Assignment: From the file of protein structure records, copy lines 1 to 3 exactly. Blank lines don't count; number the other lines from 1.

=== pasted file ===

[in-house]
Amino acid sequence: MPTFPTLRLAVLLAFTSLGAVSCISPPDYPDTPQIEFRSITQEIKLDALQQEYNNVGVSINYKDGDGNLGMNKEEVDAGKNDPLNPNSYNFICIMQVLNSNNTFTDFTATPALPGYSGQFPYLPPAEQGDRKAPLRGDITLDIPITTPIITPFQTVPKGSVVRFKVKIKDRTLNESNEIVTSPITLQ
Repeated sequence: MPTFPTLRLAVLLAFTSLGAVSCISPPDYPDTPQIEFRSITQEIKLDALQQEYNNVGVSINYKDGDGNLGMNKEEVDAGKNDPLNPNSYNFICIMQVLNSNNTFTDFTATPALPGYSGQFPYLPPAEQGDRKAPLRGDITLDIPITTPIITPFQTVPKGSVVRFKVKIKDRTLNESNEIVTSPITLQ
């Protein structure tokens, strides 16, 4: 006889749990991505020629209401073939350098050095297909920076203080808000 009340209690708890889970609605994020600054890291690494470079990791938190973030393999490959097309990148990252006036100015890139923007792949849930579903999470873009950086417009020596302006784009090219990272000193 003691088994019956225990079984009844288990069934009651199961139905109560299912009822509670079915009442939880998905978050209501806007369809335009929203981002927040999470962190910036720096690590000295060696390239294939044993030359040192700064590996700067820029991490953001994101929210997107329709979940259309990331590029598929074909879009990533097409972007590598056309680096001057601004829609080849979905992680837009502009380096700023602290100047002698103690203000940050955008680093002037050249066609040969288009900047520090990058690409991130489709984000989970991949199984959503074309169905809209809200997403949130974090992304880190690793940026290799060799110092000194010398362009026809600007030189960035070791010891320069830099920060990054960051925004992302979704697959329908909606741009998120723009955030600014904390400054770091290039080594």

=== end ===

[in-house]
Amino acid sequence: MPTFPTLRLAVLLAFTSLGAVSCISPPDYPDTPQIEFRSITQEIKLDALQQEYNNVGVSINYKDGDGNLGMNKEEVDAGKNDPLNPNSYNFICIMQVLNSNNTFTDFTATPALPGYSGQFPYLPPAEQGDRKAPLRGDITLDIPITTPIITPFQTVPKGSVVRFKVKIKDRTLNESNEIVTSPITLQ
Repeated sequence: MPTFPTLRLAVLLAFTSLGAVSCISPPDYPDTPQIEFRSITQEIKLDALQQEYNNVGVSINYKDGDGNLGMNKEEVDAGKNDPLNPNSYNFICIMQVLNSNNTFTDFTATPALPGYSGQFPYLPPAEQGDRKAPLRGDITLDIPITTPIITPFQTVPKGSVVRFKVKIKDRTLNESNEIVTSPITLQ